Supreme Court on when notice of termination takes effect
Thursday 3rd May 2018
In Newcastle Upon Tyne NHS Foundation Trust v Haywood the SC has held that, in the absence of an express contractual provision stipulating when notice is deemed delivered, notice is only effective when an employee has read or has had a reasonable opportunity to read it.
Mrs Haywood was told on 1 April 2011 that she was at risk of redundancy. On 18 April 2011, she began her pre-booked annual leave, flying to Egypt on 19 April 2011. She returned home on 27 April 2011. On 20 April 2011, the Trust wrote to Mrs Haywood confirming her redundancy, giving 12 weeks’ notice that her employment would terminate on 15 July 2011.
Mrs Haywood’s contract did not stipulate when this notice was deemed to be effective from. This point was important for Mrs Haywood. If her redundancy took effect after she was 50 on 20 July 2011, she would be entitled to a more generous pension.
The SC had to ascertain the appropriate implied contractual term as to when notice was effective. The Trust argued for the application of a common law rule found in historical landlord and tenant cases, providing that notice is given when a letter is delivered to the relevant address, regardless of whether or not it has been read. Mrs Haywood argued that notice was not given until she read the Trust’s letter on 27 April 2011, when she returned home, meaning it had expired after she turned 50.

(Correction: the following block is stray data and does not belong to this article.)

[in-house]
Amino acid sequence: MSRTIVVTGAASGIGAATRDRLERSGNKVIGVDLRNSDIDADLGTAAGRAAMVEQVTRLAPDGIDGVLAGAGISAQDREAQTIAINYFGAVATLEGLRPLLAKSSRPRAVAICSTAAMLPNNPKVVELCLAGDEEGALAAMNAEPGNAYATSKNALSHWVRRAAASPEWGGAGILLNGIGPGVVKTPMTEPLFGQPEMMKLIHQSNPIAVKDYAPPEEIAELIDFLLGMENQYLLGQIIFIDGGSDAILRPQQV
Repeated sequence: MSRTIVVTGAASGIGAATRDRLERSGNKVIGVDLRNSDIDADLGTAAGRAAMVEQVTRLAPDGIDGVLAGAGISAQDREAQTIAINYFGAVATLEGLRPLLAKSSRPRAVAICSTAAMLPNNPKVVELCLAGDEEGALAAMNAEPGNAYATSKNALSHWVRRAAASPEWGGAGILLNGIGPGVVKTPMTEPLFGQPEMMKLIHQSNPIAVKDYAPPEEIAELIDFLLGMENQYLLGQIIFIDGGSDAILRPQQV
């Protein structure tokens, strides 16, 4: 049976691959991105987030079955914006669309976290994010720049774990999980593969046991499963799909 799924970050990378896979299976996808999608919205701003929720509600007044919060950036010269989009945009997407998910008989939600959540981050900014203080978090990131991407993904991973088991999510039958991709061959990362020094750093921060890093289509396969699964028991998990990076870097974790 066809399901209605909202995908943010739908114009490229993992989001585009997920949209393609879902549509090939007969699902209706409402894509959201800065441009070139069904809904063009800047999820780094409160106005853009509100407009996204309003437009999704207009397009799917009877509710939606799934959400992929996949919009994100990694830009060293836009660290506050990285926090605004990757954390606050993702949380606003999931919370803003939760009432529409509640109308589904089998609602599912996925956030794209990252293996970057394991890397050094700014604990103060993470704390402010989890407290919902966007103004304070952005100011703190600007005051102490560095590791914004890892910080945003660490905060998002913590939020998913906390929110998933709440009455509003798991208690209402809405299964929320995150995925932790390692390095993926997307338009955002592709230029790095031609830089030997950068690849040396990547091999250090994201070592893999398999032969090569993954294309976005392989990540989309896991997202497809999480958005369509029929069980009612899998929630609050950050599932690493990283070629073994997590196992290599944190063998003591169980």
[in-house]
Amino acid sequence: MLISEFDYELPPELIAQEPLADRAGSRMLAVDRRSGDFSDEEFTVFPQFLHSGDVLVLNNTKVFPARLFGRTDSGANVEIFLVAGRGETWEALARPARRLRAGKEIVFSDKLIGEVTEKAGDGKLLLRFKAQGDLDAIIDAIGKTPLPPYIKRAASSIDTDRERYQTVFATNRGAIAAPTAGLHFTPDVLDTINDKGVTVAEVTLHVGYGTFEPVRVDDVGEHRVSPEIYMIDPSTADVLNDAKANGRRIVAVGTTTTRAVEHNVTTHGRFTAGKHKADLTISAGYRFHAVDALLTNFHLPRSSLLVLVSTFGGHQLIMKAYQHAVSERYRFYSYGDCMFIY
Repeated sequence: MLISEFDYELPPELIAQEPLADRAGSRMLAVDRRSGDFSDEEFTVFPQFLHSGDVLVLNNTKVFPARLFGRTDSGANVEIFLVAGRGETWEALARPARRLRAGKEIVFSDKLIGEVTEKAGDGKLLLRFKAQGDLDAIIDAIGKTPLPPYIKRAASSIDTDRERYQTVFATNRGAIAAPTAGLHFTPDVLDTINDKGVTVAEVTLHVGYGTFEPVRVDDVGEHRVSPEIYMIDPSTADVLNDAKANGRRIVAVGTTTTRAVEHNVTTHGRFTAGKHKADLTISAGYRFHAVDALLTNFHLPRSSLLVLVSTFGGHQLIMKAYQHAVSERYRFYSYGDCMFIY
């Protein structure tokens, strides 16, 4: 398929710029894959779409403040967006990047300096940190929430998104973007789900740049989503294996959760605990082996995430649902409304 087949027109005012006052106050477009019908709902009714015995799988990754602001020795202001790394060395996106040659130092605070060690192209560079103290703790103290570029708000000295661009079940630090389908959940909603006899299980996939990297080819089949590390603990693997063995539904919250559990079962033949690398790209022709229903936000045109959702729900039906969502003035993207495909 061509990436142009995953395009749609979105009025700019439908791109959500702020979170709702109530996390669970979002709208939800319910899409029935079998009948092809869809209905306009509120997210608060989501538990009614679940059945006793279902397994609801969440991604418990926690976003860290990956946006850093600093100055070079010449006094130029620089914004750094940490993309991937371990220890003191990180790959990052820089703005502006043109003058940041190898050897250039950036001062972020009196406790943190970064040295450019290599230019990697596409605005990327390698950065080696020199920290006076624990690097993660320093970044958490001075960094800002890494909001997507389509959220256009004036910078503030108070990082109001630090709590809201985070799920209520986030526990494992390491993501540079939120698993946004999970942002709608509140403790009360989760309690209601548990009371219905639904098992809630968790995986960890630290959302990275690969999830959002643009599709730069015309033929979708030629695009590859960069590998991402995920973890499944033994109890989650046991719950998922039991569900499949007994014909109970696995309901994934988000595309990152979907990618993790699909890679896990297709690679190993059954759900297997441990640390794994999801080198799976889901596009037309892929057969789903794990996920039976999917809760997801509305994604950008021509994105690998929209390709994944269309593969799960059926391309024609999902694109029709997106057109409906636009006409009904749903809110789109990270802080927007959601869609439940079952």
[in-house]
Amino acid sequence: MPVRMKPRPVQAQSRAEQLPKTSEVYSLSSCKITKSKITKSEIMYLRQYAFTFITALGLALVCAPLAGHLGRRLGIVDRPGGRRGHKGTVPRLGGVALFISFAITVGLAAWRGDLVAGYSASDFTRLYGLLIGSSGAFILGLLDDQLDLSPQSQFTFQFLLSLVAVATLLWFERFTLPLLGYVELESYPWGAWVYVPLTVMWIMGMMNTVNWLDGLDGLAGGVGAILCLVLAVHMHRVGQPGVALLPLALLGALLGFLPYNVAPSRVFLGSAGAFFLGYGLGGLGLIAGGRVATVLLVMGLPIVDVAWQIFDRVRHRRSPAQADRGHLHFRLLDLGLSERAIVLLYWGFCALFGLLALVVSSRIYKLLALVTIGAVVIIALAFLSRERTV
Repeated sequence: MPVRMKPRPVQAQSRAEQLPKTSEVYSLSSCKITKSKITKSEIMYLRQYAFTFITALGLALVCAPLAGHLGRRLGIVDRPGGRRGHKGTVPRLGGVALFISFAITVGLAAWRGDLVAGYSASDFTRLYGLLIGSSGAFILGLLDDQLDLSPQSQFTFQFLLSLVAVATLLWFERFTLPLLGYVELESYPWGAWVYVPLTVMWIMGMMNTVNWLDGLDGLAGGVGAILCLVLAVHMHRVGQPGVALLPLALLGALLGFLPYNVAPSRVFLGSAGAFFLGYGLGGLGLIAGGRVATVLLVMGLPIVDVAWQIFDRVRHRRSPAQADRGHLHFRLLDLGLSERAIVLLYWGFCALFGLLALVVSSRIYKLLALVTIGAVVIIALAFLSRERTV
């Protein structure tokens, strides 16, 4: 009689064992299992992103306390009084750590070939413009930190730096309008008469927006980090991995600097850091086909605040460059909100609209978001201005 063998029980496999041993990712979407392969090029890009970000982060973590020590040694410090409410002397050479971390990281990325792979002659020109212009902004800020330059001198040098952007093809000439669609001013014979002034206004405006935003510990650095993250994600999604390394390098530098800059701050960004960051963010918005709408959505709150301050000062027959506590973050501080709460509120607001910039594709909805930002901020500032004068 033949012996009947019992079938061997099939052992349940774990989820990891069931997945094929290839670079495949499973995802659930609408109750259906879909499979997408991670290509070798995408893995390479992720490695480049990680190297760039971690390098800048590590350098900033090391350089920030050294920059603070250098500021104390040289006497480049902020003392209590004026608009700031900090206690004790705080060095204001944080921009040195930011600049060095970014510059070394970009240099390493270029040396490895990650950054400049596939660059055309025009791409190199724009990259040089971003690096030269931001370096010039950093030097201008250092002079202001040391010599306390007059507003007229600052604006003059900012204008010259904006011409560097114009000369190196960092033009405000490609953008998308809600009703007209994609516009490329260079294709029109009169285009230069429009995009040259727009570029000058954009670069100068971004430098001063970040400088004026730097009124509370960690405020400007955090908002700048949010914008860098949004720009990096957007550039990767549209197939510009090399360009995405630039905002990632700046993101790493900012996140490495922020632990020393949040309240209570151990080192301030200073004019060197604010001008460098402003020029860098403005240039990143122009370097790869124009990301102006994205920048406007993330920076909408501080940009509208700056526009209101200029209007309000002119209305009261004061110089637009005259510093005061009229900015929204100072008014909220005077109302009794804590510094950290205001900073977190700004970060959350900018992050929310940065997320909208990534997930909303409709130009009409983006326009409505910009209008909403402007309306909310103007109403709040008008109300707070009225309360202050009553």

A 3:2 majority of the SC held that, in the absence of an express contractual provision, notice is effective when an employee has read or has had a reasonable opportunity to read it. The SC considered that the case law from the EAT was clear and consistent. A distinction was to be drawn between delivery to a commercial entity during business hours, where paid staff are on hand to receive mail, and delivery to a person’s home. Here, the Trust’s notice was not effective until Mrs Haywood read the letter after returning from her holiday.
All information in this update is intended for general guidance only and is not intended to be comprehensive, or to provide legal advice.